ADHD & Fitness

I recently came across this article on Exercise & ADHD.  As a former teacher I have very strong opinions on this.  I have taught in various settings: special education, intermediate general education, Pre-Kindergarten, and have spent time in Kindergarten through fifth grade as a literacy coach.  I am by no means an expert and I understand that there are a variety of studies out there.  I also know that some children do need medication.

As a parent, I believe in medication as a last resort after all other options have been tried.  As a teacher, I have had success with exercise in the classroom for those children that are not medicated and with those children who are not diagnosed, but struggle with concentration.  I am also a strong believer that we all have trouble concentrating when we don’t move and expend energy.  Have you ever tried to sit still for 90-minutes of reading?


Here are some ideas to help with your child with concentration both at school and at home: 

1. Before school- Just fifteen minutes of movement before school can help set up your child up for a successful day at school.  Yes, this will require getting up earlier and making sure you are prepared in the morning.  Jumping jacks, squats, windmills, and inchworms are all things your children can do at home.  You could also put on some music and have them dance.  If it is warm outside, head to the bus stop 15-20 minutes early and jog, walk, or do an obstacle course.

2. Brain breaks- Break breaks are for both parents and teachers.  If you are a parent, brain breaks are a great way to help with that lack of concentration during homework time and teachers can use them in the classroom throughout the day.  When I taught I had a jar of popsicle sticks with different exercises written on each stick.  Throughout the day we would draw a few popsicle sticks and complete the exercise or movement on the stick.  This would last anywhere from two to four minutes.  Some school administrators would say if you do this five times per day, that is a loss of 20 instructional minutes.  I feel that I gained more instructional time because my students were focused for the majority of the day because of these.

3. Incorporating movement in instruction- Whether it is at home or in school, make your child move as they learn.  Let them stand while doing homework or bounce on an exercise ball.  For teachers, step out of the box and post your questions or math problems around the room having students move after answering each question or problem.  Let students stand up, take a step forward, or do three jumping jacks when they have a correct answer.  I know this may seem like it is creating a chaotic classroom, but for me, it was less chaotic than having several students off task and not concentrating.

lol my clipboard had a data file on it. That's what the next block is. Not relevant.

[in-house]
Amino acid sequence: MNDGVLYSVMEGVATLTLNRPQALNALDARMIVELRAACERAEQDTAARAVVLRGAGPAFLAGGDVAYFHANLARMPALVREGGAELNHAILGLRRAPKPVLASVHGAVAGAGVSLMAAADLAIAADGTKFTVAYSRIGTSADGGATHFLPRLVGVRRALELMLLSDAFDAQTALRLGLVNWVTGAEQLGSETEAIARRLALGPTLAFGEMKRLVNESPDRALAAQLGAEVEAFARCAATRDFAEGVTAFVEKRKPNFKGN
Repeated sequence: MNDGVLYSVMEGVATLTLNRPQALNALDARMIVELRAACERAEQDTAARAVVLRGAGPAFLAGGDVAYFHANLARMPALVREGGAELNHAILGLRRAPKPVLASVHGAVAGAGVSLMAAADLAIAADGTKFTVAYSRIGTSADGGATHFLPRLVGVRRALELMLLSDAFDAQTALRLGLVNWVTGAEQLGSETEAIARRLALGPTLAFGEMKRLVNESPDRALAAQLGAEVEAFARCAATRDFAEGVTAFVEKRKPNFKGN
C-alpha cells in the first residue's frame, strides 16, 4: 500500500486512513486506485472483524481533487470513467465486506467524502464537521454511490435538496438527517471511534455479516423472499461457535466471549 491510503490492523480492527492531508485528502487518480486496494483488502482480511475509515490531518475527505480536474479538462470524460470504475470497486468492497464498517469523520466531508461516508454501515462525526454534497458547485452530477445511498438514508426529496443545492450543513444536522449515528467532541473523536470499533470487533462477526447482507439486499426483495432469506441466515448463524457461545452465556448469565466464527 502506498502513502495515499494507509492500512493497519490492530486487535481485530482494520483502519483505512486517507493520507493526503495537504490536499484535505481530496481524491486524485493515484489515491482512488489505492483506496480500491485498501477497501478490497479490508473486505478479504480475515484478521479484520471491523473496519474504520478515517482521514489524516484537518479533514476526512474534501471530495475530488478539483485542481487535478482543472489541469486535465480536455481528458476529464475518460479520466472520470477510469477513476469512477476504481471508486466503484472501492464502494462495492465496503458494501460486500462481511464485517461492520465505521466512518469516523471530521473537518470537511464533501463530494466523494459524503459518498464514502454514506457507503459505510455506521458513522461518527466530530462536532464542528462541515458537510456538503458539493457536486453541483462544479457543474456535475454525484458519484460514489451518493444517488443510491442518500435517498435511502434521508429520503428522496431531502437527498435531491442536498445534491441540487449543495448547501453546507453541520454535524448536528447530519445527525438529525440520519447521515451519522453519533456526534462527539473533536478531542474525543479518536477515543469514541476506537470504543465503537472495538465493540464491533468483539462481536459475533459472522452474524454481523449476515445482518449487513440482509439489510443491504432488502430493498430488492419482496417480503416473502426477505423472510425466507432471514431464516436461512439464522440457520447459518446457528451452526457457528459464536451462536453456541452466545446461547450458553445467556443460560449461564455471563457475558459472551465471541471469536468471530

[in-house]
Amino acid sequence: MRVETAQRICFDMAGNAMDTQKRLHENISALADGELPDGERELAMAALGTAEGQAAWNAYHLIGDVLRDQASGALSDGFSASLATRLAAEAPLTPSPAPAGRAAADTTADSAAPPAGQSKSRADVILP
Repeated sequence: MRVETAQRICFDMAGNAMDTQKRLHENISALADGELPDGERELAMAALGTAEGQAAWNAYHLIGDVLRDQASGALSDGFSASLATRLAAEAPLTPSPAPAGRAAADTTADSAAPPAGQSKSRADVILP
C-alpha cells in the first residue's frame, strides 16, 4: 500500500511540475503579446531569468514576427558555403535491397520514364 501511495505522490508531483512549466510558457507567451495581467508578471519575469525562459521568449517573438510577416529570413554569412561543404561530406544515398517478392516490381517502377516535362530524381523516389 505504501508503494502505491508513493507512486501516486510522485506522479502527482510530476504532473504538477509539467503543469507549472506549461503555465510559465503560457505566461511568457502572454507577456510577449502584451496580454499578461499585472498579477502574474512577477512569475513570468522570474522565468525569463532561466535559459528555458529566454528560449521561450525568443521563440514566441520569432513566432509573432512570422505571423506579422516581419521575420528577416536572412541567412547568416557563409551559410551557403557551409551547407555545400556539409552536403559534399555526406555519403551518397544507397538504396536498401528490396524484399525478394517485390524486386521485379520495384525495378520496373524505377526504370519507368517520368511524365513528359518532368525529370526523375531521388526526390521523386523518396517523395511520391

4. After school activity- I know many parents have their children do homework as soon as they get home and walk in the door.  Do you get home from work at night and immediately log back on and work?  Just like adults, kids need time to decompress.  Use the same approach as you do in the morning and let them burn some energy before tackling their homework.  Screen time is not burning off energy and will not help with concentration.  Make sure they are moving and increasing their heart rate during the time.

5. Nutrition, Nutrition, Nutrition- Nutrition seems so simple, but can be so difficult.  Is what you are feeding your child playing a role in his/ her ability to concentrate?  When we think of nutrition and concentration, we automatically think of sugar.  Sugar does play a big role.  However, the lack of nutrients found in fruits and vegetables can also play a role in a child’s (and any human, really) ability or inability to concentration.

 What has worked for you to decrease a child’s hyperactivity?
What are some success you have had to increase a child’s focus?

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